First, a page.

[¶ 7] Dosmann argues the district court erred in establishing Schmuck's present income for the purposes of awarding spousal support. Dosmann has not appealed the district court's identical income finding for the purposes of determining child support. Dosmann argues the district court failed to consider income received in 2014 from a former employer and made a conservative estimate on overtime that Schmuck may work. Dosmann argues that, based on Schmuck's previous work history, Schmuck has the ability to earn more than the district court found as his present income.

         [¶ 8] A party's earning ability is not necessarily the same as a party's net income for the purposes of determining child support under the guidelines. Conzemius v. Conzemius, 2014 ND 5, ¶ 45, 841 N.W.2d 716 (relying on Becker v. Becker, 2011 ND 107, ¶ 15, 799 N.W.2d 53 (discussing earning ability for purposes of spousal support versus child support)).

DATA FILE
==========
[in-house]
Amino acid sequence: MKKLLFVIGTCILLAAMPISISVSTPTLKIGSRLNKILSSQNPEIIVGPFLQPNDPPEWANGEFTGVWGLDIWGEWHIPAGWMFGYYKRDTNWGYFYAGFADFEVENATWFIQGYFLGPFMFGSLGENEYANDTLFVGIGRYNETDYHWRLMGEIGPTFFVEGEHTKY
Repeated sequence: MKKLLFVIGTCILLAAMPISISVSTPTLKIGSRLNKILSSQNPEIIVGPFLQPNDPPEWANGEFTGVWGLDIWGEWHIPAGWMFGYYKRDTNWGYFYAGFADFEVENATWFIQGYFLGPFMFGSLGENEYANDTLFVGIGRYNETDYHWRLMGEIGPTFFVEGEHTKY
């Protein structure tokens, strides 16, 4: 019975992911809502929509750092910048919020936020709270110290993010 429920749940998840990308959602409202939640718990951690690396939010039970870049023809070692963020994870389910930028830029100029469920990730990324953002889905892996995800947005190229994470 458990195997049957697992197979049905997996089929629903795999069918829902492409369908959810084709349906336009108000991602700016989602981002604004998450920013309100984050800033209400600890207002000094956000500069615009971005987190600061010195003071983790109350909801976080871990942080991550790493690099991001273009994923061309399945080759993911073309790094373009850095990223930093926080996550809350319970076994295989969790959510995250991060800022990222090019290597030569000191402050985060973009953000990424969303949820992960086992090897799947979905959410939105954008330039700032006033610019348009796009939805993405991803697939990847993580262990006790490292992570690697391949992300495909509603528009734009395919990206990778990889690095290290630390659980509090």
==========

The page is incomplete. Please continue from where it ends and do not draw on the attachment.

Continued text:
[¶ 9] The evidence presented to the district court shows Schmuck's income fluctuated widely from 2009 to 2013. The parties had stipulated that the court should evaluate Schmuck's income for the purposes of calculating child support as if he had only worked at his current employer earning $52, 000 annually. In rejecting the parties' stipulation, the district court used the invited method to determine Schmuck's annual gross income based on his earnings at his current ...